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Happy as Clams

Surfside Eatery Gladstone's Finds New Profit in Mixing Fun and Food

September 28, 1996|GEORGE WHITE | TIMES STAFF WRITER

Alan Redhead playfully challenged some customers recently to guess the volume of peanuts, crab and clam chowder consumed at Gladstone's, his popular Pacific Palisades restaurant.

For the record, the answers are: 30,000 peanuts, 200 pounds of crab and 1,000 bowls of clam chowder per day.

Such tallies are one reason Gladstone's is the top-grossing restaurant in the state.

Just three years ago, Gladstone's was suffering declining sales. The famed surfside restaurant has mounted a comeback by catering to the consumer craving for fun as well as food.

Gladstone's has reversed its fortunes despite the weak public appetite for restaurant fare. Since 1994, the 650-seat restaurant's sales have outpaced the average for restaurant sales statewide. Statewide restaurant sales have been relatively flat in recent years.

Among the other chains doing particularly well are the Hard Rock Cafe and the rapidly expanding Planet Hollywood, all "destination" restaurants like Gladstone's that stress fun and atmosphere.

The trend has been dubbed "eatertainment" because these restaurants serve up visual attractions too.

Planet Hollywood, whose investors include Bruce Willis, Arnold Schwarzenegger, Demi Moore and Sylvester Stallone, displays costumes worn by movie giants. At the Official All Star Cafe, a new sports-themed restaurant in New York that Planet Hollywood International will expand to Los Angeles, customers can touch the basketball shoe of Shaquille O'Neal. And Hard Rock Cafe fans can gaze at the guitars of rock legends.

As do its themed competitors, Gladstone's offers souvenirs and trademarked clothing. At Gladstone's, however, celebrities are frequently the customers--not the investors.

A new photo gallery of celebrities covers the walls at one end of Gladstone's. There are shots of O'Neal, Ted Danson, Heather Locklear, Jean-Claude Van Damme, Stevie Wonder, Anthony Hopkins and South African Archbishop Desmond Tutu.

Heads turned at the restaurant when Wonder walked in one recent weeknight.

Celebrity diners help draw out-of-towners. About 40% of the customers live outside Los Angeles County, and many are from the East Coast or other countries.

Restaurant analysts credit Redhead for reversing declining sales at Gladstone's. Since mid-1992, he has been chief executive of California Beach Restaurants Inc., which operates Beverly Hills-based RJ's and Gladstone's. (The seaside Gladstone's is not affiliated with its namesake at Universal CityWalk, an independent operation licensed to use the Gladstone's name.)

Redhead's task has been to find new ways of promoting Gladstone's image as a fun-loving destination restaurant. For example, Gladstone's will declare itself a "no tie zone" when its October "Lobsterfest" begins. The restaurant expects to serve about 15,000 lobsters next month.

As a result of such promotions, 1996 sales are up about $1 million compared with the same period a year ago.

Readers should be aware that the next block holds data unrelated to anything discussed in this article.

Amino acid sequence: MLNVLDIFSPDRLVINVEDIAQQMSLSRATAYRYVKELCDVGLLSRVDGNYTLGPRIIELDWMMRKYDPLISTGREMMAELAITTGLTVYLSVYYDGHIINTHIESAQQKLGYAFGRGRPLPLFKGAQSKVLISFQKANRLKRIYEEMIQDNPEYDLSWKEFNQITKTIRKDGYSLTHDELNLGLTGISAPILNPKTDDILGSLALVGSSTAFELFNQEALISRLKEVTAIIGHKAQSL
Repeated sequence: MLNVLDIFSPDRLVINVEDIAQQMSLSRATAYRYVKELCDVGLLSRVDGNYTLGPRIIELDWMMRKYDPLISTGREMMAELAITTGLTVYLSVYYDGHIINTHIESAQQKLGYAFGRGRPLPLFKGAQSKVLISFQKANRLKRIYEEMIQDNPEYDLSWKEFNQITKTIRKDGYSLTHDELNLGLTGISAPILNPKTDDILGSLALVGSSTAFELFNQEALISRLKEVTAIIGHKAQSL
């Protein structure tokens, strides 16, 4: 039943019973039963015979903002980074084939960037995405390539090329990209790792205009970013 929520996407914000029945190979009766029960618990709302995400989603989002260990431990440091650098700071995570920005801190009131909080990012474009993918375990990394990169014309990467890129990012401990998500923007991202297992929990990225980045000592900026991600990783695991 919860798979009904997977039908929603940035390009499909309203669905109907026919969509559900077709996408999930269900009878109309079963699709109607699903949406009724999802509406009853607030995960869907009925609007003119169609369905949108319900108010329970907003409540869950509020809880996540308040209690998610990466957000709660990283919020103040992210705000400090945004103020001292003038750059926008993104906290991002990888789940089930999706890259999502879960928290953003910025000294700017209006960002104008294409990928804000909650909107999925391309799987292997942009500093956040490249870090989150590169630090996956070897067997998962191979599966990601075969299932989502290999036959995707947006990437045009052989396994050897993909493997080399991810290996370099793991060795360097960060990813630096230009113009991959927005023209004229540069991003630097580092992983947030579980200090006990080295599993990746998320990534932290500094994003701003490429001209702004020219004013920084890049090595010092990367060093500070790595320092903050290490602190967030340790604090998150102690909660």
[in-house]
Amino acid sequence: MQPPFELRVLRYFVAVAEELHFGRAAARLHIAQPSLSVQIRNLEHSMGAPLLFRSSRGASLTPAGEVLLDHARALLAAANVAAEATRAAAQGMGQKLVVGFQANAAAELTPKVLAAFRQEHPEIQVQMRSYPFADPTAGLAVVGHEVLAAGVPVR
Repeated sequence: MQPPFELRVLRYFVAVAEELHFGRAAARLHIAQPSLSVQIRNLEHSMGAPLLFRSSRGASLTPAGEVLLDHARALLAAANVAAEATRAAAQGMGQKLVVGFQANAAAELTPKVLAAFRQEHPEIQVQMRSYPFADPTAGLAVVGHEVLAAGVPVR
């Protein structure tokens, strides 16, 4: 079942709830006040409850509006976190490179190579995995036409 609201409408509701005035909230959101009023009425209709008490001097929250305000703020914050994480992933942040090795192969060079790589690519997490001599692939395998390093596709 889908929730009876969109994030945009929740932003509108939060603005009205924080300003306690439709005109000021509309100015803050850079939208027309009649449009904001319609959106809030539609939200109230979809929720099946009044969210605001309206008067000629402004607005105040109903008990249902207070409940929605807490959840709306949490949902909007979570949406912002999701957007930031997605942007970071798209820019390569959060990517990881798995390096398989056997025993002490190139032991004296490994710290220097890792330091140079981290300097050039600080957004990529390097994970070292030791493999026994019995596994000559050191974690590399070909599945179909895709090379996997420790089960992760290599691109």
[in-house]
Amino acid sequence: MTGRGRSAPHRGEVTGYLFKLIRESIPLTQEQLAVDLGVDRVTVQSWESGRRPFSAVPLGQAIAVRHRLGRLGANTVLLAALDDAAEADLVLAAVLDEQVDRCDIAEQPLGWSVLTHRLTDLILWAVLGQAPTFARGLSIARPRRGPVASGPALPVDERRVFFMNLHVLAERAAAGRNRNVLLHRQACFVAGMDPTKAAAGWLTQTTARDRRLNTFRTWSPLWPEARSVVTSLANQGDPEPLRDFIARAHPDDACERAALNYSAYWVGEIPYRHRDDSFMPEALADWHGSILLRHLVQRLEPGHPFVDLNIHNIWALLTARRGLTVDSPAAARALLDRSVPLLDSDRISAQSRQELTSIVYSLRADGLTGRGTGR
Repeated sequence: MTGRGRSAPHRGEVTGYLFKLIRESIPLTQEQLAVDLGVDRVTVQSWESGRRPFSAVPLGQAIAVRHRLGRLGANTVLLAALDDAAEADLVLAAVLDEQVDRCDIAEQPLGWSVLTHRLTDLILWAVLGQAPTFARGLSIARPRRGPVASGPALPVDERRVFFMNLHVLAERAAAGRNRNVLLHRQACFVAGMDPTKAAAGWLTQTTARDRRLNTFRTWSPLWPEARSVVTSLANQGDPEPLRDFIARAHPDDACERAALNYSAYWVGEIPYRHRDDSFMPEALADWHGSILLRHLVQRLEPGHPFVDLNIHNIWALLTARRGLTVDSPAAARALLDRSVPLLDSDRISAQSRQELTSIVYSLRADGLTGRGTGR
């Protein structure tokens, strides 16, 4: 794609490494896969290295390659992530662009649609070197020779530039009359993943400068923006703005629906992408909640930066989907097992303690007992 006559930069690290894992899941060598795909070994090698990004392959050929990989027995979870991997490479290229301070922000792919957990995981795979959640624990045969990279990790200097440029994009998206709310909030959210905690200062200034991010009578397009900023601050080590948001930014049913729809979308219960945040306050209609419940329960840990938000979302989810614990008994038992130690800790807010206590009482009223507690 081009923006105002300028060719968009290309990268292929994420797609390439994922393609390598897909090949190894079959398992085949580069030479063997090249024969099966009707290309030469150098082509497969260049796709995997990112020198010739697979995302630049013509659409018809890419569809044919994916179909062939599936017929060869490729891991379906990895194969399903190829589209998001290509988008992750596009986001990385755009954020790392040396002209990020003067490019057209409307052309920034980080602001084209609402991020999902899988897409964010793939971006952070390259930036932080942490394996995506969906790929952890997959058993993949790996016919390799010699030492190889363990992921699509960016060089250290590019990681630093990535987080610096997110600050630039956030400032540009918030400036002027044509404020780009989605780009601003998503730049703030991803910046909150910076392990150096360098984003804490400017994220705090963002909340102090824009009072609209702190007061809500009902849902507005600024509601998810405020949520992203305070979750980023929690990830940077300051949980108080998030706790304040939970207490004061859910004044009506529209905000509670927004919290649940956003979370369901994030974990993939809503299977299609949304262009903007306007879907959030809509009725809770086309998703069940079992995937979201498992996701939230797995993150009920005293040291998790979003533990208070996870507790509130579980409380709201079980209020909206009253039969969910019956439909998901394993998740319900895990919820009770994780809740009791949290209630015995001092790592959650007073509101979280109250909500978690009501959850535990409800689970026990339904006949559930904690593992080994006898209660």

In addition to more aggressive marketing, Redhead has improved food quality. A focus on food is unusual at destination restaurants, whose patrons are more interested in atmosphere or scenery, said Richard Martin, an editor at Nation's Restaurant News, a New York-based trade publication.

Gladstone's "is not among our top dining restaurants, but it's good-quality food," Martin said.

"They have the right mix of food and service because people don't mind the large crowds at the restaurant," said Stan Kyker, executive vice president of the California Restaurant Assn.

Service is one of the reasons Richard and Bunny Seiden make the drive to Gladstone's from their home in the San Fernando Valley three times a month.

"It's a very friendly place," Richard said. "The employees make you feel special."

Gladstone's, at its current location since 1981, has retained many of its customers by paying special attention to regulars and customers celebrating birthdays and anniversaries.

Gladstone's employees sometimes tease Dean O'Brien, a Studio City film producer, because he is not a big seafood fan. "When we come in, a waiter will say: 'We know. You want a hamburger, right?' " said his wife, Donna.

And then there's Spike, the 18-pound mascot lobster who has helped put Gladstone's in the limelight.

The restaurant planned to serve Spike when it bought him from a lobster supplier two years ago. Then actress Mary Tyler Moore offered the restaurant $1,000 to keep him alive. Talk show host Rush Limbaugh countered by offering the restaurant $2,000 if it went ahead and cooked Spike.

Gladstone's declined both offers.

The single biggest day of the year for Gladstone's--as with many restaurants--is Mother's Day. This year it attracted 4,000 customers that day, Redhead said.

Recalling that turnout prompted the restaurateur to recite some additional statistics.

"If you stacked all the chocolate cake we serve each year, it would be a mile high," he said. "Each day we serve 400 pounds of fresh fish and 140 pounds of lobster. We use 132 miles of aluminum foil per year. . . ."

It's a fish story. But the numbers are not exaggerated, Redhead insists.

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Back in the Swim

Gladstone's revenue started to pick up again in 1994 after suffering declines in 1992 and '93. Sales, in millions of dollars:

1995: $12.9

* Source: California Beach Restaurants Inc., operator of Gladstone's.

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